Archive for March, 2019 RSS Feed
Resumes tell us what the person has done and if that were the only criteria for hiring, no one would have to interview. Will they challenge the group or ease comfortably in; will they grow with the position? Do they have the leadership qualities needed to corral the team? Will this innovator who says he loves to think outside the box feel stifled in a structured environment? Recruiters with strong emotional intelligence understand there’s more to a successful hire than a skills match, they look for traits that will complement the group as well as the candidates.Read more
It’s time to look for a new job. That could mean you’ve finally earned your degree and been certified, or you’re relocating, or you just don’t see a way to grow in your current job. There are a lot of unknowns inherent to seeking a new job. Where? Why? When? You can never completely know everything there is to know about a company, no matter how thorough you research a position. Some fields are becoming so crowded that you may not have much choice, and the job chooses you. Whatever the case, compensation must be discussed – no one’s favorite task of coming on board a new company.Read more
Finding a new job can feel overwhelming— you have to consider the impact on your career, uprooting your family, novel work-place politics, and the list goes on. Figuring out how to organize your search can seem like a shot in the dark, especially if you are at a transition point in your career, want to cast a wide net, or are unsure of the job market.
The job search is where physician recruiters shine; they have years or decades of experience managing these painful— but rewarding— transitions, and can provide you with valuable insight. After you’ve done your research and chosen a reputable recruiter, he or she will go to bat to help you land the job you want…Read more
Doctors, especially long-established doctors, are tempted to treat their junior partners like children. It’s a variation on the “what do you want to be when you grow up?” and senior physicians are self-appointed gurus for how you should practice medicine. It’s not dictatorial or mean-spirited, however. You must remember an established practice has a good reputation for good reasons. Nevertheless, senior physicians expect their subordinates to be obedient and productive and not upset the course of the practice.
When intolerable limitations aren’t known before committing to a practice, they can brew like an ugly abscess, inflamed and painful. It’s no fun being the foreign body that initiates a practice’s innate immune system against you. This is a psychological burden that is unexpected while you’re trying balance risks vs benefits, follow a therapeutic flow sheet, or even concoct an empiric regimen. Can this burden be avoided? Just what are the warning signals?Read more
When you are a new doctor jumping on board an established practice, it is expected that you subscribe to a way of doing things. Maybe these ways are right or maybe they’re wrong. Can you abide them or can the practice abide your not abiding them? You’ve always dreamed of how you would treat, educate, and relate to patients, and a well-oiled machine (i.e., an established practice) invites no torpedoes. Sometimes you must draw the line right away if you think there are dangers to patients or unethical practices. When your moral compass points south, it takes no time before you walk out the door. Other times you assimilate without difficulty; at some point, however, you will want to be your own person, your own doctor. Will you be a torpedo or an additional gear in the well-oiled machine?Read more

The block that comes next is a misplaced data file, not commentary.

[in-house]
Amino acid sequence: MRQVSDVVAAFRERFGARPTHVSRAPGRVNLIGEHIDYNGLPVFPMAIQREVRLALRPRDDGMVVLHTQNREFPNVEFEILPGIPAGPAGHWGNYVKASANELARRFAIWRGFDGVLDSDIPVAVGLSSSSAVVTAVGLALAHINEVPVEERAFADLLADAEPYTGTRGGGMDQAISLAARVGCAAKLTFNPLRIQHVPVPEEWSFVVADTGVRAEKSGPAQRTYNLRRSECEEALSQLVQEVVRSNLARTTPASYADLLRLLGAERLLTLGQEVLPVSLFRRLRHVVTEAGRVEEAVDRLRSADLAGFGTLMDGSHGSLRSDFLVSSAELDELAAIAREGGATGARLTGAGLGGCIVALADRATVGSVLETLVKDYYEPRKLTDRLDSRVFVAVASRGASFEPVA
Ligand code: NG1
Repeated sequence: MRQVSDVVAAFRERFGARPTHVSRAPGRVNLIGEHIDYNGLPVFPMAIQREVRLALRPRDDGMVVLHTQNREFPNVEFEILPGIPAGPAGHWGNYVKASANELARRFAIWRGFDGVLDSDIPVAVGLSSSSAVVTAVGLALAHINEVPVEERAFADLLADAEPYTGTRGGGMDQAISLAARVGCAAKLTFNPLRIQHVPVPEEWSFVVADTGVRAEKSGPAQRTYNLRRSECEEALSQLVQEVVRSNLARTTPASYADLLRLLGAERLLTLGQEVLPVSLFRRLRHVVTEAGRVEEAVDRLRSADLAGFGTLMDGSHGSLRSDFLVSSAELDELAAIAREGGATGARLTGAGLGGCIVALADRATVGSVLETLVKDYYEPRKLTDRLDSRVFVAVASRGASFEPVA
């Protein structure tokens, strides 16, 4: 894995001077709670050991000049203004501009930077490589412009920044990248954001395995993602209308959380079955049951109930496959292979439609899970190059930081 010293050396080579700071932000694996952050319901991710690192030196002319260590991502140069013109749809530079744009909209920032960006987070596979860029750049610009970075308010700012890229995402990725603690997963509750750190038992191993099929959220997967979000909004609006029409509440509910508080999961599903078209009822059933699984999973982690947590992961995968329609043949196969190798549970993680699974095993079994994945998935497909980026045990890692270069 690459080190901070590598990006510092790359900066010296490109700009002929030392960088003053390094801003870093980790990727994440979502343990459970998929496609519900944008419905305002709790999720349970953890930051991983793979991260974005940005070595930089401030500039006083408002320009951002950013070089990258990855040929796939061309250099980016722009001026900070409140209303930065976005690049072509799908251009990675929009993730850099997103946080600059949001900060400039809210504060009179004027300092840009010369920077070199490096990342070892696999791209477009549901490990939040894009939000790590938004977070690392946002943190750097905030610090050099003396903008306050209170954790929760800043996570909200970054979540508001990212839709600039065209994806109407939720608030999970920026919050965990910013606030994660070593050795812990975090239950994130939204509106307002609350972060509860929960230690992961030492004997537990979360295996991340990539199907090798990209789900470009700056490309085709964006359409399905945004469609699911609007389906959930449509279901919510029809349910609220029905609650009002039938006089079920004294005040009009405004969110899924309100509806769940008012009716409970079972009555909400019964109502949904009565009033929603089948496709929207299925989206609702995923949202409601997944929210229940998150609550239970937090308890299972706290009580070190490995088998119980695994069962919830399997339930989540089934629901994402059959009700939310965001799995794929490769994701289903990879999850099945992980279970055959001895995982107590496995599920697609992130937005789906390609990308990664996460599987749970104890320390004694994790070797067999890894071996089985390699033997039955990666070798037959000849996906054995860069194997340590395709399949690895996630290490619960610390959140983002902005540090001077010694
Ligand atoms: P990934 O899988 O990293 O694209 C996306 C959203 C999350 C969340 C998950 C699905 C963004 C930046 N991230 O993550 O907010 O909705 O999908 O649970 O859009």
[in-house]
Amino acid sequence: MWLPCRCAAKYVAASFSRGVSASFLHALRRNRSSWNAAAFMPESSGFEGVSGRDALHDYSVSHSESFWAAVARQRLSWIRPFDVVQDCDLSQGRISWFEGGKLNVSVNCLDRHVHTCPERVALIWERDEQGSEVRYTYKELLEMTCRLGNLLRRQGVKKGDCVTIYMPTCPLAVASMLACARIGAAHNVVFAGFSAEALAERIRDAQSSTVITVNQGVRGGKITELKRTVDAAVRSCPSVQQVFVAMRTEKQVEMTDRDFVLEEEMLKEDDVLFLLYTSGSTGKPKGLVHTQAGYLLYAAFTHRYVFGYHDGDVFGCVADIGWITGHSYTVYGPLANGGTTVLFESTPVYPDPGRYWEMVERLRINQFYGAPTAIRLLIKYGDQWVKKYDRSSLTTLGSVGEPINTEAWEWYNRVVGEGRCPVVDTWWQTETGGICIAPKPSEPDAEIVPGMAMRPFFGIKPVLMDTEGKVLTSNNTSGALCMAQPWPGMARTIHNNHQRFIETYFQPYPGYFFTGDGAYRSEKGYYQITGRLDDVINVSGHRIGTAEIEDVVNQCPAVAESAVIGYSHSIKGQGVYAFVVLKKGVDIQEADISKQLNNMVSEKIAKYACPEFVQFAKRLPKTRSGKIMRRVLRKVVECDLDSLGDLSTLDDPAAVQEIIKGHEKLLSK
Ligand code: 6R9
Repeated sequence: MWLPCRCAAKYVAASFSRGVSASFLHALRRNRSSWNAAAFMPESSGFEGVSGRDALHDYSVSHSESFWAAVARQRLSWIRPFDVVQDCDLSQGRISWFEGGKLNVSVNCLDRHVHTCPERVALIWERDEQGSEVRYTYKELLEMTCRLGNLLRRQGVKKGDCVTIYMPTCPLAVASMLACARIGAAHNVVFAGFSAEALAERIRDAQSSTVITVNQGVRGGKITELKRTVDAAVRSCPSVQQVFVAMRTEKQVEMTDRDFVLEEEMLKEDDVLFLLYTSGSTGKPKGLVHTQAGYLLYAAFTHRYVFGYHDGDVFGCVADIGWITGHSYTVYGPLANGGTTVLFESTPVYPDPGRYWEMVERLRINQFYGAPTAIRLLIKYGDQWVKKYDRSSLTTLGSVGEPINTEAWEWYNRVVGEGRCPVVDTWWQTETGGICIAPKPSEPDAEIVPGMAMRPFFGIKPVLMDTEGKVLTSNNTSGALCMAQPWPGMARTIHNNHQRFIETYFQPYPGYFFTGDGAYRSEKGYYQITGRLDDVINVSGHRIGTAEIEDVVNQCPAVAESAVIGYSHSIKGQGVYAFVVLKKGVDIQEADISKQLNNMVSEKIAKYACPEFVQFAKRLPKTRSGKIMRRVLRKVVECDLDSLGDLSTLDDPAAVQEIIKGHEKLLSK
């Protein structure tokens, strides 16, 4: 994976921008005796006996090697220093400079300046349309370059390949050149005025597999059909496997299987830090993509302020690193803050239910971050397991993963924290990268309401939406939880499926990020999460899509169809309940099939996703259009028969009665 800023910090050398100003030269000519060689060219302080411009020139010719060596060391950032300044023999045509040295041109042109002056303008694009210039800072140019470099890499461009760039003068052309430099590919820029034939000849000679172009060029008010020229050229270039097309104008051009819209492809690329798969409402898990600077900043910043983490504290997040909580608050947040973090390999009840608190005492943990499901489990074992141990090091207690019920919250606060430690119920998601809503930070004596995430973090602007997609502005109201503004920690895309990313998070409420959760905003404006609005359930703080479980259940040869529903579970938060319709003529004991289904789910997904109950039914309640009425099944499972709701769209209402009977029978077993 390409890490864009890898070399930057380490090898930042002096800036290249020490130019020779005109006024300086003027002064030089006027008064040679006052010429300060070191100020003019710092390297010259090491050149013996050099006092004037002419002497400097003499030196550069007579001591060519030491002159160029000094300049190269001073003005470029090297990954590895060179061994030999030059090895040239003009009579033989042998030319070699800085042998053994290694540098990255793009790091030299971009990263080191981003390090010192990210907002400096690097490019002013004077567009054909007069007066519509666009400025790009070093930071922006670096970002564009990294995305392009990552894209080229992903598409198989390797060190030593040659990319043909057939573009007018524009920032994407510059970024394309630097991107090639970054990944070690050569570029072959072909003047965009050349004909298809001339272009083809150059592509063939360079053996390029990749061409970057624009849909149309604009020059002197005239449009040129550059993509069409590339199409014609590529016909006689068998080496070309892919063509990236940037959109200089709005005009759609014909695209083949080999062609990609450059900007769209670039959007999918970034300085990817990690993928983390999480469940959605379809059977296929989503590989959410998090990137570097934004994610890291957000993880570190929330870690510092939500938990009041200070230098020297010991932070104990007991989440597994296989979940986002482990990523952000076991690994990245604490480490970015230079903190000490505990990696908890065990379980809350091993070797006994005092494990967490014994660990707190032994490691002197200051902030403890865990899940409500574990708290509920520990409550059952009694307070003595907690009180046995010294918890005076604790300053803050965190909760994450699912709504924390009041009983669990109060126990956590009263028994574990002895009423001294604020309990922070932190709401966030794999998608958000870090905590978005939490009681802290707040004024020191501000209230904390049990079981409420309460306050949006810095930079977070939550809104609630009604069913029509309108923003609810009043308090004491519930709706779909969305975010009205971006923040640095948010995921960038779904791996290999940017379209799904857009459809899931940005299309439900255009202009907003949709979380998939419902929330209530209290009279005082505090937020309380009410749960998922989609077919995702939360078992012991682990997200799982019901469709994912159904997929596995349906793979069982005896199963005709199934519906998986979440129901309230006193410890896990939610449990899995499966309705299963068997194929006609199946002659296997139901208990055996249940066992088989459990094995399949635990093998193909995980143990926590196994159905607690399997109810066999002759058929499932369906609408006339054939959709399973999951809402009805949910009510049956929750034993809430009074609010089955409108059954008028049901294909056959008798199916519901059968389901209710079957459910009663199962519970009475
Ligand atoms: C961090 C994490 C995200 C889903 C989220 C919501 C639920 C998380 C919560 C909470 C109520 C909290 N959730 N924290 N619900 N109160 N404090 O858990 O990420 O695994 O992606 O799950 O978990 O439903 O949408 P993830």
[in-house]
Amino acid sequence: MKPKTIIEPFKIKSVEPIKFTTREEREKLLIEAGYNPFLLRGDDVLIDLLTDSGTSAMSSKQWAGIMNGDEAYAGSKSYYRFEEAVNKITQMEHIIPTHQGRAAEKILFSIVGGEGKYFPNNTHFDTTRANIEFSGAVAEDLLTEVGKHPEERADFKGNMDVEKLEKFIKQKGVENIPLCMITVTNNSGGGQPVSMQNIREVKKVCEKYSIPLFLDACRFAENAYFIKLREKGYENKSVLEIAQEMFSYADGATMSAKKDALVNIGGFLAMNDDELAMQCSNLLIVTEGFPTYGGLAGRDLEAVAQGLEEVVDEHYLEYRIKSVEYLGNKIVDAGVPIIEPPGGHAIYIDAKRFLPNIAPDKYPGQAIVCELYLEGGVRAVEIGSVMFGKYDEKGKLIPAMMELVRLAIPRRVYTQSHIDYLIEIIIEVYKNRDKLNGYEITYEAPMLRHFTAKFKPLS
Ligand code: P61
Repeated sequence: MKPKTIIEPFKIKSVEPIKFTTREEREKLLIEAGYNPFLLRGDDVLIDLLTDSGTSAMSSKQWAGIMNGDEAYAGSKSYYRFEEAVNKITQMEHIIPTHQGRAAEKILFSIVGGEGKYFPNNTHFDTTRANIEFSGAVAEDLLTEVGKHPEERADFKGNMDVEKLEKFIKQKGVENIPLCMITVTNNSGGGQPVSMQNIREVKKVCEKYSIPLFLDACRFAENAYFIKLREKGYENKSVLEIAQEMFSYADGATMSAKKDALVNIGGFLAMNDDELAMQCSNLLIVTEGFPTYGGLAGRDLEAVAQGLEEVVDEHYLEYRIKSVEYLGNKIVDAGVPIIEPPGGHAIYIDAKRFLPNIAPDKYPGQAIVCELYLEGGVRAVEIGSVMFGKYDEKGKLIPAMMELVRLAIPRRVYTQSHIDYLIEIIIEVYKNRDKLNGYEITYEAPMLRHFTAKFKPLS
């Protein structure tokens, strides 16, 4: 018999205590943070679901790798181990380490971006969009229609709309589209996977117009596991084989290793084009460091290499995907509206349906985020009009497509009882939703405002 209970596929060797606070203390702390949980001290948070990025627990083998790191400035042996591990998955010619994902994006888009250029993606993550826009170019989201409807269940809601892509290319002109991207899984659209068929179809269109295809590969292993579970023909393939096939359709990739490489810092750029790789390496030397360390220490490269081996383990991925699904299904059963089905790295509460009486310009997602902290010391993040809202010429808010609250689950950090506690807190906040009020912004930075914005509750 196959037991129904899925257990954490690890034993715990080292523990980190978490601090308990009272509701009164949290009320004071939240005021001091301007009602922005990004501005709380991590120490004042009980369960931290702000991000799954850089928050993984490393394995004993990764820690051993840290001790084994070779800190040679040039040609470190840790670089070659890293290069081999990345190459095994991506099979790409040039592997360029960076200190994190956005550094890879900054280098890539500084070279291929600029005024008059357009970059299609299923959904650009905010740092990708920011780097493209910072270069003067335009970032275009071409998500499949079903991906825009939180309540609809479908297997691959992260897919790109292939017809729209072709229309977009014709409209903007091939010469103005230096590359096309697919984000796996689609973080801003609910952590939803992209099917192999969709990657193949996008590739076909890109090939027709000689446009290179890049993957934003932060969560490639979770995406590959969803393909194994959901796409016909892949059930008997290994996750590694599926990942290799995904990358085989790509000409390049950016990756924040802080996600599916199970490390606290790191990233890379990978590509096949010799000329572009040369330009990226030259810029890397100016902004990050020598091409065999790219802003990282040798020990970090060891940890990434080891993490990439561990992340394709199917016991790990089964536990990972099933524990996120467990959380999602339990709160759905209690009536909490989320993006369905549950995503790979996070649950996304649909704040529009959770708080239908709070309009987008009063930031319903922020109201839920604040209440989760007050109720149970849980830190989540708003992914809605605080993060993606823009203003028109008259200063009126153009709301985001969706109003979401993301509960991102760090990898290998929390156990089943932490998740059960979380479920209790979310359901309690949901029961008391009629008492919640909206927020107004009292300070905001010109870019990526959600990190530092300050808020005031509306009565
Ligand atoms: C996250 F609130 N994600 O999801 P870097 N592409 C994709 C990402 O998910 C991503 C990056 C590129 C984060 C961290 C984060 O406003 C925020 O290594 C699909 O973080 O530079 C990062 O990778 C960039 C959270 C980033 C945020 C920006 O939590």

Institutions must strive for an environment that promotes respect for all staff – regardless of their position in the hierarchy. From maintenance personnel to rainmaker physicians and administrators, every employee’s role is critical to the operation of the institution, and every employee must be treated with professionalism and dignity. Lawsuits are costly, as is turnover, but the damage to an institution’s reputation and brand may be a cost that no healthcare provider can afford. Without the trust of the community, institutions may struggle maintain their position as a leading provider their area.Read more
The average cost to turn over a physician is $1.2 million. In addition, the physician candidate pool is steadily decreasing. Effective onboarding is not just another task to add to everyone’s already hectic schedules. It is not just another meeting that needs to be attended. It is an essential process that improves productivity and helps to reduce turnover, ultimately increasing revenue and enhancing physician satisfaction and engagement. It is a necessary part of the recruitment and employment process that cannot be ignored or forgotten.Read more
Complementary and Alternative Medicine (CAM) refers to any therapy that is not a part of standard Western medicine. Despite increasing interest from patients – up to a third of Americans use some form of CAM – western medicine has historically vilified these practices as not evidenced based and without much merit. Despite this, many CAM practices are beneficial to patients and can safely be integrated into your medical practice.
Read on to see why your practice should start incorporating CAM…Read more